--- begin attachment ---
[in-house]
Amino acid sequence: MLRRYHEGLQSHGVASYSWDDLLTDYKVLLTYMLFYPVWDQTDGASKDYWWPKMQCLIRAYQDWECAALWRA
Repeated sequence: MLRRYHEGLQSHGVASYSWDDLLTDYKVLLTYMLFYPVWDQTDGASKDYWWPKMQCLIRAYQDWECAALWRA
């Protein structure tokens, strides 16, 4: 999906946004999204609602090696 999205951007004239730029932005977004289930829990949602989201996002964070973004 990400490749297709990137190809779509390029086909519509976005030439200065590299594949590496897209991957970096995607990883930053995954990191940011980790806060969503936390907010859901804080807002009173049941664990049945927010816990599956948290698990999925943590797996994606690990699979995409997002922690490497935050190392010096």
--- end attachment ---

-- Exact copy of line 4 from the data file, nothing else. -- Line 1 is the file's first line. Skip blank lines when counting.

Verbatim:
């Protein structure tokens, strides 16, 4: 999906946004999204609602090696 999205951007004239730029932005977004289930829990949602989201996002964070973004 990400490749297709990137190809779509390029086909519509976005030439200065590299594949590496897209991957970096995607990883930053995954990191940011980790806060969503936390907010859901804080807002009173049941664990049945927010816990599956948290698990999925943590797996994606690990699979995409997002922690490497935050190392010096």